Local WRTL/Industria Libras
The 24 W and 36 W versions of the Libra replaced sister lantern the Arc as the standard Derbyshire Maintenance lantern for 5 m columns in the early 2010s. 24 W versions were generally reserved for footpaths or especially narrow roadways, whilst 36 W versions were used for all other roadways.
The replacement column at this location in Milford saw the installation of a 24 W Libra; the road is narrow, and the output from the 24 W lantern would be sufficient.
This 24 W example located on an un-surfaced footpath in Swadlincote replaced a Stanton 1805 concrete column in late 2013. The new column is mid-hinged, in order to facilitate future maintenance as access with a vehicle, although not impossible, is difficult.
The 24 W version uses the same lantern body as is employed with the 36 W version - notice that the shorter lamp does not fill the entire reflector area.
These 36 W examples are from the same estate in Swadlincote that the above example is on - again, all were used as replacement lanterns on new columns after removal of the 1805-type columns on the estate.
The longer lamp can be seen here.
This Libra in Horsley is fitted with an SS9-DLS part-night photocell.
Rather than operating part-night, this Libra in Etwall was pictured operating constantly; the part-night photocell having failed.
At least, this allows the working lamp to be seen.
The reflectors are angled in such a way that they have no effect on the light output directly beneath the lantern.
The 1805 column that the following installation replaced was in virtually original condition "at the top" when removed - it retained its concrete bracket, and still supported what was likely to be its original lantern - a remotely-geared Philips MI 50 35 W SOX lantern complete with P42 two-part photocell. The only indication that time had elapsed since the column's installation was the fitting of a base sleeve at door level; suggesting that this particular column was suffering from the structural issues that this type of column is notorious for having. Oddly, the new column is positioned with the lantern pointing 90 degrees from the direction that the old lantern faced, meaning that it concentrates less light on the actual carriageway and more on a communal parking area for some sheltered housing. This does, however, allow a more unusual view of the lantern.
This 36 W example in Duffield replaced a defective Philips MI 26 35 W SOX lantern.
The length of the new lantern almost matches the length of the bracket!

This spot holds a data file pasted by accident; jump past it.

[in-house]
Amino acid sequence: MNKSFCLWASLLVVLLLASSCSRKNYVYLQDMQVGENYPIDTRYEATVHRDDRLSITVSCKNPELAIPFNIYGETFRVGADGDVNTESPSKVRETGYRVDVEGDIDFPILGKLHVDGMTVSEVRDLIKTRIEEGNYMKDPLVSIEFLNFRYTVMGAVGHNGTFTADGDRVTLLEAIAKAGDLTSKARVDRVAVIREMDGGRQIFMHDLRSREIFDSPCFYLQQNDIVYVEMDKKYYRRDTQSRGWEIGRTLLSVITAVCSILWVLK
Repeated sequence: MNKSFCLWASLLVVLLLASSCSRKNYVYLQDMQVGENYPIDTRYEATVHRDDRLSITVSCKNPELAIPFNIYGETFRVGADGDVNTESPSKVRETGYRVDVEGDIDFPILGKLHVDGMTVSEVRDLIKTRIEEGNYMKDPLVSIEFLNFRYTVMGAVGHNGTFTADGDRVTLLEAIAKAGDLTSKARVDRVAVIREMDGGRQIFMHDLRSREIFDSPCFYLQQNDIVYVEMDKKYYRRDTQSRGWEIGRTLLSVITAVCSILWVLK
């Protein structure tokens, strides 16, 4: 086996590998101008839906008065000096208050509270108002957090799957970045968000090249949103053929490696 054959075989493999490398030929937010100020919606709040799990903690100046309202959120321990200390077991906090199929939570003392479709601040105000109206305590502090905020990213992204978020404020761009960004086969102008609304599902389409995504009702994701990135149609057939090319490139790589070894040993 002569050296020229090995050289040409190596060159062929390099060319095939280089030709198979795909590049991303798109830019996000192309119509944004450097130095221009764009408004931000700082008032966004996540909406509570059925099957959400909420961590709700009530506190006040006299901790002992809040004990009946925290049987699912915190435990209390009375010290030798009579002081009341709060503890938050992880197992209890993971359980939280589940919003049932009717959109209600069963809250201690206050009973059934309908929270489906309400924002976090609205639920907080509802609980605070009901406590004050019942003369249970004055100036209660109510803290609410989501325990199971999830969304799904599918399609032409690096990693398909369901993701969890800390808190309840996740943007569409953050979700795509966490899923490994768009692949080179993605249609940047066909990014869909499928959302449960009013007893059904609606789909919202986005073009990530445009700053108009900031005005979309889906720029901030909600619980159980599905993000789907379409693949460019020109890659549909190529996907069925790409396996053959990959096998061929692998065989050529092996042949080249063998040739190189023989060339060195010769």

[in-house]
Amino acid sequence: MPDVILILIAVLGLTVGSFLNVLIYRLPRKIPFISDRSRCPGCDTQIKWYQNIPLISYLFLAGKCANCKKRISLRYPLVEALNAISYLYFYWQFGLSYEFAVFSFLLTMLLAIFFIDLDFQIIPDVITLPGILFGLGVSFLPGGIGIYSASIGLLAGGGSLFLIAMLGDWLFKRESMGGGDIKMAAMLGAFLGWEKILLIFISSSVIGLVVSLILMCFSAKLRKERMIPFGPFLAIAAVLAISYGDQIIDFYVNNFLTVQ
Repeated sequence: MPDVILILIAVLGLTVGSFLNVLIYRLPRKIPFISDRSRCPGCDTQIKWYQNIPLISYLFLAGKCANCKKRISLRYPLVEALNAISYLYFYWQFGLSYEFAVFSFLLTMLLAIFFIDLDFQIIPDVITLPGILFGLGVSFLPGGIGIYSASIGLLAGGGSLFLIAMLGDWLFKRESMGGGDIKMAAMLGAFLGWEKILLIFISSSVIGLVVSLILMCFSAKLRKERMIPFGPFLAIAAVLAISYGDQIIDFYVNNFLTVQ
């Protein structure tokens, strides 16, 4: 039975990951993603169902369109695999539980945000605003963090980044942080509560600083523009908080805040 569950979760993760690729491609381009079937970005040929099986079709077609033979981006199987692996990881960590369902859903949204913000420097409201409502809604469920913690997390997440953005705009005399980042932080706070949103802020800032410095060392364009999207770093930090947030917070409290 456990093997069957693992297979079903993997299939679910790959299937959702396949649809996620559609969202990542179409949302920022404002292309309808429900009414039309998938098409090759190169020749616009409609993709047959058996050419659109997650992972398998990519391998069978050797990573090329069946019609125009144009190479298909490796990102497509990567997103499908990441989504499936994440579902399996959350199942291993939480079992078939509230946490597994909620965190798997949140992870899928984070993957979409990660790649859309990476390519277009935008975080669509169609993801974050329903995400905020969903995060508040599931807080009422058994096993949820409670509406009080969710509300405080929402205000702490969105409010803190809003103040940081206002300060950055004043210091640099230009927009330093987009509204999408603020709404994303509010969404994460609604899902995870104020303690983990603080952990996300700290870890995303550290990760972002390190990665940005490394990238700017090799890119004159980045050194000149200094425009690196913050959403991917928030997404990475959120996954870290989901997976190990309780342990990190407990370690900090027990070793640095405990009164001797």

Viewing the installation from a slightly different angle reveals the rather severe upward tilt of the bracket.
A twin bracket arrangement exists in Draycott. The 1805 column that this setup replaced was itself fitted with a twin bracket and Thorn Beta 5 35 W SOX lanterns.
The narrow 34 mm diameter bracket arms look particularly spindly when entering the lanterns; this is because the lanterns cater for bracket diameters of up to 60 mm - a Continental size that is relatively uncommon in Britain; at least we are able to maintain an identity for some things!
This new housing estate in Pleasley is the only place in Derbyshire where 36 W Libras were proposed for the new development's lighting; the examples seen above were all one-for-one replacements for lighting on existing roads.
Included with every Libra lantern are a couple of rigid black plastic inserts that are intended to reduce the amount of forward and backward light cast by the lantern. These are optional and are generally not fitted by contractors. The inserts clip into the sides of the bowl. Additional inserts are available in situations requiring extra light control.
A slightly unusual variant of the Libra is the Libra-X lantern; this is specifically intended for use in illuminating pedestrian crossings. The picture below shows two such lanterns illuminating a Zebra Crossing in Swadlincote. The lanterns are attached to the spigots of special 6 m columns that also act as a support for the Belisha Beacon unit; the type seen here is the "Zebrite" type, incidentally.
The lamp is offset in this version of the lantern. This provides the necessary asymmetric light distribution that ensures that the majority of the luminous flux produced is concentrated on the crossing itself.
The offset lamp is more apparent in the example installed on the opposite side of the road. A Zodion Super6 photocell is fitted here.
Long before the installation of these columns, I noticed on Sunday, 18th April 2010 that three Libras had appeared on the service road leading to Derby's Kingsway Retail park. The lanterns replaced damaged Thorn Alpha 4 / Philips MA 90 90 W SOX lanterns. The service road is apparently not adopted by the City Council, and maintenance on the lighting is probably the responsibility of a private contractor. I am surprised that Libras were installed on the existing columns, but at least they're a little different to the norm!
Two of the three installations are photographed below; I assume that the lanterns are fitted with 80 W PL-L lamps:
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